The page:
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Gardeners and DIY-ers: Beware electricity cables

Warmer, longer days are usually the catalyst for keen gardeners and DIY-ers to get outside and carry our improvements to their gardens – but beware electricity cables!

From Press releases - 27 April 2016 12:00 AM

Warmer, longer days are usually the catalyst for keen gardeners and DIY-ers to get outside and carry our improvements to their gardens – but beware electricity cables!

While enthusiastically digging foundations for patios or trimming plants and trees, residents are not always aware they are near underground or overhead electricity cables.

Earlier this month, a gardener suffered burns to his legs and arms after a fence post he was putting up went through an electric cable in a London garden.

Last year there were two incidents in two days (in the area covered by UK Power Networks, which owns and operates power lines across the South East, London and East of England) in which residents were injured after coming into contact with underground cables while working in their gardens.

In the first incident in Suffolk, a man received an electric shock and burns to his arm when he cut through an underground cable after mistaking it for a tree root. The following day a man suffered burns to his face when he cut through a cable which he did not think was live while building a swimming pool in his Sussex garden.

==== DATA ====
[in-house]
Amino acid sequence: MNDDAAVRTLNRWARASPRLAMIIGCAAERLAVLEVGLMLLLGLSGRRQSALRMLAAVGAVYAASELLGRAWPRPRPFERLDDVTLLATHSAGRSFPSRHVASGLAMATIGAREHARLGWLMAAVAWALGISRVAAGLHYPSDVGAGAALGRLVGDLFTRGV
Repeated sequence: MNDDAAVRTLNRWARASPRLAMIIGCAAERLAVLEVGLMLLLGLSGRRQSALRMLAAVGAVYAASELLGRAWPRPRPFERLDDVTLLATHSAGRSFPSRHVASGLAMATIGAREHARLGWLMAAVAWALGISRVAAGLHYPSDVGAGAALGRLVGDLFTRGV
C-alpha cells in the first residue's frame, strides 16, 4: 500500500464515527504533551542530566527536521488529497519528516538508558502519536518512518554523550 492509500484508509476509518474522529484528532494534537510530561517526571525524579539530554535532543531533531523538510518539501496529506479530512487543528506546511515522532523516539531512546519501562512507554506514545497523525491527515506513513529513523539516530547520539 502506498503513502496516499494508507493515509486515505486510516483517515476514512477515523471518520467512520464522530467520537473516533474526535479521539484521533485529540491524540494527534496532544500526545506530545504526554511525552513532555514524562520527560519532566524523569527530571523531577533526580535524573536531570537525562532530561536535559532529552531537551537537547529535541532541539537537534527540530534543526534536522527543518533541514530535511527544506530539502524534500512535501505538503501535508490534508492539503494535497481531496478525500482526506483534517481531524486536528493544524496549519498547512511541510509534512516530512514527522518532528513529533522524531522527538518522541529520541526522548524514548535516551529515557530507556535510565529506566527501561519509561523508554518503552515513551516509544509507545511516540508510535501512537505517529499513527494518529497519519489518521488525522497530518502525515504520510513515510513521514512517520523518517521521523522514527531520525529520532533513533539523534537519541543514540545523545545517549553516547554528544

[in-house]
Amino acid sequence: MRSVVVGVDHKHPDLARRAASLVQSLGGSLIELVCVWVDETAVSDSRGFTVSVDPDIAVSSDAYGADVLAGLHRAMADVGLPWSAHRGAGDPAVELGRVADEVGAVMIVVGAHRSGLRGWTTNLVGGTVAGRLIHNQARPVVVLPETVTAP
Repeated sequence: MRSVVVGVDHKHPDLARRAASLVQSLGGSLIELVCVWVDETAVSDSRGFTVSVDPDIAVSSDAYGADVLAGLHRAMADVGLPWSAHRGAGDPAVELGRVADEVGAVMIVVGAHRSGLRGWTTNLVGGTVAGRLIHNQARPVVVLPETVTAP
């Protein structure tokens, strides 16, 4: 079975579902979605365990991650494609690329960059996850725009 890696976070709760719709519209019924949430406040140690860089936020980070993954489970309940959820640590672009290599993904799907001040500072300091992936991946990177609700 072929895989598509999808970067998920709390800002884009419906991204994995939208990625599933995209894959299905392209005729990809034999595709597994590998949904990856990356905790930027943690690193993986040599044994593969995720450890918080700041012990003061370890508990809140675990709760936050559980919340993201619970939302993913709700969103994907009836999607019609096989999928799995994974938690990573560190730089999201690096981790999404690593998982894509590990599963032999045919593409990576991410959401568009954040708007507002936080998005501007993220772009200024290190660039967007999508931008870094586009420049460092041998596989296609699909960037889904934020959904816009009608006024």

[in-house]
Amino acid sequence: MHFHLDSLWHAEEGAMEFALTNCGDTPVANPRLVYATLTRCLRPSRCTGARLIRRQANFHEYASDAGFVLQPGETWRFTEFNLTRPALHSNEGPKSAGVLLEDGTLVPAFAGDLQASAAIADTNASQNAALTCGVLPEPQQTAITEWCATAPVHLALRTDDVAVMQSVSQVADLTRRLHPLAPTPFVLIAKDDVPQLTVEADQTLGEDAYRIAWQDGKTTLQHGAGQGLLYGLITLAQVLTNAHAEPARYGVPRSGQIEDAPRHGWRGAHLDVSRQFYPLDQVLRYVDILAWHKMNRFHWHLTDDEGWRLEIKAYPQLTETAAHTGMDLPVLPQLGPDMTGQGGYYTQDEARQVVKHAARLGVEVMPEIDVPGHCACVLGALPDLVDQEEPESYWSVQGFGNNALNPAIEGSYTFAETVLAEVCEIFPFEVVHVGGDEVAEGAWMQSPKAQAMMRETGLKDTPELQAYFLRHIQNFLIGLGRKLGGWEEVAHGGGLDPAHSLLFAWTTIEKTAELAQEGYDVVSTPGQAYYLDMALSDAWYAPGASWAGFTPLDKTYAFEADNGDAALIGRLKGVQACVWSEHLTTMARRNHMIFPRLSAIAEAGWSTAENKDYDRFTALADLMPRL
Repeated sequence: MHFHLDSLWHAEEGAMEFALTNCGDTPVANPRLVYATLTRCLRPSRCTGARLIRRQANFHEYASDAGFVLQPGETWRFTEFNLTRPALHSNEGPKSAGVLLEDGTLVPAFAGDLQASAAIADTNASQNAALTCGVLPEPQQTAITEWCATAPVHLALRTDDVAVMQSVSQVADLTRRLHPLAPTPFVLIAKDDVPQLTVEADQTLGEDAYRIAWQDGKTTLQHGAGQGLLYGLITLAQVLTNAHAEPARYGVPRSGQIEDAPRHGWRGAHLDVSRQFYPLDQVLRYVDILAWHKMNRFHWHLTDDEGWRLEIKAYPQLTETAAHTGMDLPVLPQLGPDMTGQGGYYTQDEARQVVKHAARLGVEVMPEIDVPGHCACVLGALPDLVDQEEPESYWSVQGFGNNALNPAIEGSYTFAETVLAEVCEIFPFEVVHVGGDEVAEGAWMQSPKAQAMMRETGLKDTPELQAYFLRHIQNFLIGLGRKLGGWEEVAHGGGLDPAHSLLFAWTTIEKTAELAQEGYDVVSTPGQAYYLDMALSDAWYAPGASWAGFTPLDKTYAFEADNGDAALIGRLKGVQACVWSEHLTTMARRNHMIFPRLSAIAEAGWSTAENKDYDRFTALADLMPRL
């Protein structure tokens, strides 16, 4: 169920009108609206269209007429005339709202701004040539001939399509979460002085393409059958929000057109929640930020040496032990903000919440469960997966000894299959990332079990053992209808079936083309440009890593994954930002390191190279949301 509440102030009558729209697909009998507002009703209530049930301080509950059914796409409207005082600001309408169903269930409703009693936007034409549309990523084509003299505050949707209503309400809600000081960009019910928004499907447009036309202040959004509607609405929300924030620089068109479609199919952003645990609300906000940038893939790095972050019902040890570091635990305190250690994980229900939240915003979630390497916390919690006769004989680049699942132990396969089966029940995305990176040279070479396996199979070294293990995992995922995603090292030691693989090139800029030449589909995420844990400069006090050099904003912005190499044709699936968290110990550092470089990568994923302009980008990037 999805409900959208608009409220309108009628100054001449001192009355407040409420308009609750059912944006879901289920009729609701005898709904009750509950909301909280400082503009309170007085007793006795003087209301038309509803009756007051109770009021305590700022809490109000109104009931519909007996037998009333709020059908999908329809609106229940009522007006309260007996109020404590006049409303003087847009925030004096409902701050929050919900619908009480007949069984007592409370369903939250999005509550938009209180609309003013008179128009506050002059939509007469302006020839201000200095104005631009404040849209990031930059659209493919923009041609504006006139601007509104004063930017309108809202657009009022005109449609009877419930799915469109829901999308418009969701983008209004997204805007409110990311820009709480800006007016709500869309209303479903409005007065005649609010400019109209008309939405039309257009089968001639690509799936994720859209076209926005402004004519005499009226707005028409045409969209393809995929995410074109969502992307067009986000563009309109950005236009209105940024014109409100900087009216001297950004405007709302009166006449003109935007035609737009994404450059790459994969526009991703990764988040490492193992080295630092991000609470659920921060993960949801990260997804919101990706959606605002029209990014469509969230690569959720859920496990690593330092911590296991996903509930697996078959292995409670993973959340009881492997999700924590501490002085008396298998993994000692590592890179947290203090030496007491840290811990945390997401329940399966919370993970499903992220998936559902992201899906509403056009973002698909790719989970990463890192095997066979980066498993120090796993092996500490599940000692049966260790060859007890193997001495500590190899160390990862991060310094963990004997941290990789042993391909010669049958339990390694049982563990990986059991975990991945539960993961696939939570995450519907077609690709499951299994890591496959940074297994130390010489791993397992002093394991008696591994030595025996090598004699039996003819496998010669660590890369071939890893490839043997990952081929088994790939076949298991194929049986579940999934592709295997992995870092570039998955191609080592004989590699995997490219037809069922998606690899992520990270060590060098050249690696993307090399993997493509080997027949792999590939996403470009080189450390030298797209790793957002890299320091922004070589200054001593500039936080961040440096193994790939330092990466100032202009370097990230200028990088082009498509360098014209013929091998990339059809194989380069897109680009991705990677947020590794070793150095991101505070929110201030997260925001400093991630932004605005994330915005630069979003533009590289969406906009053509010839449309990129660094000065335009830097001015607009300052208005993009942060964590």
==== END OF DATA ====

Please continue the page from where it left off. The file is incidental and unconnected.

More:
UK Power Networks is urging residents to make simple safety checks before tackling projects in the garden including pruning back trees and wisteria.

Safety adviser Ros Forbes said: “Underground cables don’t necessarily run in straight lines, they can snake through the ground, are flexible and can run at different depths, so it is important to know where those cables are before any work begins on projects such as hammering in pegs for a marquee, installing fence posts or building a conservatory.

“Overhead power lines can also carry high voltages. They can look like telephone wires, but people should never assume this is the case. Electricity can jump gaps so direct contact is not needed.”

Before embarking on major digging work, residents should:

• contact UK Power Networks on 0800 056 5866 for advice or to obtain cable records.
• not use road pins, ground stakes or forks where known cables are present
• report any underground cable damage, even if it looks minor, and keep well clear.

Residents who are planning to trim back tree or climbing plants should always:

• remember to “look out and look up" for nearby power lines. Electricity can jump across gaps so do not allow equipment to get too close.
• assume a cable is a live power line - if there are any doubts whether an overhead line is a telephone or electricity service and contact UK Power Networks for advice on 0800 056 5866.

Anyone who accidentally makes contact with an underground cable or overhead power line should call 999 if they are injured or the cable is exposed, and contact UK Power Networks immediately on our 24-hour helpline 0800 316 3105 (free from a mobile and landline).